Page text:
Anonymous said...

Awesome clarification Stape!

I think much of the confusion people are having is semantics. The principle of keeping all the light values above all the shadow values is crystal clear and should be kept in the forefront, as that was the point of your original post.
"Over-modeled halftones" simply means allowing portions of your lights to cross over into shadow values. That's what we're all trying to avoid.

Good to stir this discussion up. It's a principle that can't be glossed over. Thanks as always!

billspaintingmn said...

Stape! you leave no stone unturned!
Exposeing 'gray areas' to the light so we can understand the halftones place and purpose is very helpful.
Knowing this is one thing, but to incorporate it into a painting is another.It makes the process a fun challenge, even if we screw up, we know we're on the right path and that's reasurring to continue the trip!
Back to the drawing board!

Karen Slagle said...

I've been struggling to understand how to see and record value since starting life drawing and painting classes. I am confused by the concept of pushing the darks darker than what I see on the model. I've been wondering if that is what Rembrandt did and Bouguereau did not. Or was the lighting on their models that different from each other. Also, is it easier to become a successful draftsman able to handle those halftones when you are using pencil rather than charcoal to study them? Charcoal is my nemesis.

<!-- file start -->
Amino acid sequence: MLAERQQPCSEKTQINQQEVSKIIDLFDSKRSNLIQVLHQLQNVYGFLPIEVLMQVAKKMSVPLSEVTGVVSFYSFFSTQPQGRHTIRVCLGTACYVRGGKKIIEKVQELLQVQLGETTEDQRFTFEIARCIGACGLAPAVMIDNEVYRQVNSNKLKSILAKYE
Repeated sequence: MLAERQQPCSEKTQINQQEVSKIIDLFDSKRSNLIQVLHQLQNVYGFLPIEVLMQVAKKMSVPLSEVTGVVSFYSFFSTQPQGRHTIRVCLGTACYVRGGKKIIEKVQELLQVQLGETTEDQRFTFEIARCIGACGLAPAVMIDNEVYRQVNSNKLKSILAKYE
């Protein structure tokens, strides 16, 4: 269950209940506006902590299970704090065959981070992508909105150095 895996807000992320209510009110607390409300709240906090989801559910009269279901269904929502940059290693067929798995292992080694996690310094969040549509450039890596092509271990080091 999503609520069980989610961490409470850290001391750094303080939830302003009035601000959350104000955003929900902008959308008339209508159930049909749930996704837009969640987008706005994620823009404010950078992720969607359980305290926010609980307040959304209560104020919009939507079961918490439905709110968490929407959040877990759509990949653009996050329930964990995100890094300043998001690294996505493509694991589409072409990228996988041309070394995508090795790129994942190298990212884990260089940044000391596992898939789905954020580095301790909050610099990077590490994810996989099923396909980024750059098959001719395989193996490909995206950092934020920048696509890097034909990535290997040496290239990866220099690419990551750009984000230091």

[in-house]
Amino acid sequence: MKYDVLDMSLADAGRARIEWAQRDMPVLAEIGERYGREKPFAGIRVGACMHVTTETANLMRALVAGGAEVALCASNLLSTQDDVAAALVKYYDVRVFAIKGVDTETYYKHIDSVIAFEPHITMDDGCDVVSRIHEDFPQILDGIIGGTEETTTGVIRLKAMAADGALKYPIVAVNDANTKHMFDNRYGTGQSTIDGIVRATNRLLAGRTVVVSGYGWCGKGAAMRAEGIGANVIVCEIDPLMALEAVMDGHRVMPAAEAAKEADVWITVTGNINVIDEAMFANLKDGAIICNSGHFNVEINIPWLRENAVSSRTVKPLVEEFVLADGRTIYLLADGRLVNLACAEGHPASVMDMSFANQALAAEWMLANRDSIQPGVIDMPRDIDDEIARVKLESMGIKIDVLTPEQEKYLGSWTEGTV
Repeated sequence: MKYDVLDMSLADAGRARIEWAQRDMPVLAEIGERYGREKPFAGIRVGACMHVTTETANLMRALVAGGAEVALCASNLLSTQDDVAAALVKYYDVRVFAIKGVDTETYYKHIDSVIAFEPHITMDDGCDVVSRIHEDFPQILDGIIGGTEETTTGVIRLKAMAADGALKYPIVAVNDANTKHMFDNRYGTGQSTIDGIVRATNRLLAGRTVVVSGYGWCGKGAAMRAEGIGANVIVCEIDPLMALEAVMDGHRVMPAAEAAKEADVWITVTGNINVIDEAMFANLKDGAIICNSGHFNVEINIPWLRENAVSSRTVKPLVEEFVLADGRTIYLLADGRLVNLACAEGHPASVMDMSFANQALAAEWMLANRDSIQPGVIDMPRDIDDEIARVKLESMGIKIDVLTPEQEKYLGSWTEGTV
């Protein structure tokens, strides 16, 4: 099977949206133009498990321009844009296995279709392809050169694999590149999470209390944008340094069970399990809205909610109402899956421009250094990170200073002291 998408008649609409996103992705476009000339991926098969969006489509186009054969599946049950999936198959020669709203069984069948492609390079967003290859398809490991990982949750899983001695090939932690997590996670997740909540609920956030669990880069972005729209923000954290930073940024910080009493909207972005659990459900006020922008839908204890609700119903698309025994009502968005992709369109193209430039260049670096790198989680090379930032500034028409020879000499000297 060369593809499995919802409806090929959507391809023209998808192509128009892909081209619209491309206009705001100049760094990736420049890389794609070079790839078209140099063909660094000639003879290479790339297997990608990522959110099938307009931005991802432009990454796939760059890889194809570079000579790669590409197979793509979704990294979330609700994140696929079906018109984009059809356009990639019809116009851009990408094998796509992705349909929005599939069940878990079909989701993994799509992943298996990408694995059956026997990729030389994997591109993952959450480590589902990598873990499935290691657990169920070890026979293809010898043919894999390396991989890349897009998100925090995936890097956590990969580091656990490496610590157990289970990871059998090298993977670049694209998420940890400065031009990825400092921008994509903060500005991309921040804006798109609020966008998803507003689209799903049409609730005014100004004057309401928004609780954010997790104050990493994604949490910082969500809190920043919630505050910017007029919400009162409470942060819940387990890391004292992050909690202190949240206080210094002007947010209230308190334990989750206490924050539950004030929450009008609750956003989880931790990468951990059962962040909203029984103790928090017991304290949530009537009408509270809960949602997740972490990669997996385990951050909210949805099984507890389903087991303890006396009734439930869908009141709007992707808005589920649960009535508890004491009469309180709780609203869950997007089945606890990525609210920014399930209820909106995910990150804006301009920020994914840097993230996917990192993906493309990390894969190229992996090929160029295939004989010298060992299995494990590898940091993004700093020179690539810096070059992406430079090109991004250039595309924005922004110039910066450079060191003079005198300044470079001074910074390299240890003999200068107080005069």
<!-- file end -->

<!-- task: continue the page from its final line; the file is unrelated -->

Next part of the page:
Thanks for this blog. It's awesome!

Brady said...

@Circa: I re-read my comment and it's a little confusing. I wish I could show you in person what I meant, but I'll try to explain better here.

A highlight is the brightest spot in the painting or drawing.

A halftone is any value between the highlight, and the bedbug line.

So, there could be any number of halftone values from 1 up to the limits of human vision. (Which I think is about 100 steps.)

So lets say that your bed bug line is value 99 on a 100 value scale and that the highlight is value 1.
(Given a scale where black is 100 and white is 1.)

This means that you could have up to 98 values in the halftones. Since all of those values are between the highlight and the bedbug line, they are all halftones.

To put what I said into context with Stape's post you can put all values into two categories.

Highlights + halftones = Lights

Bedbug line + Reflected light = Shadows.

I hope that helps!

MCG said...

@Brady:(Bedbug line + Reflected light+cast shadow = Shadows) I'm just saying :]

willek said...

Very interesting, Stape and very revealing. In my weekly portrait group I always get there early to get a 3/4 front lighting situation. I avoid front lighting like the plague because it seems to flatten out the form. After these two posts I am rethinking this practice.

Stapleton Kearns said...

Tonight's post is about just that.

Stapleton Kearns said...

I am too old to change my terminology, but that makes good sense.

Stapleton Kearns said...

My head is spinning with all of the nomenclature that different people use for the same things. I don't know the answer to that.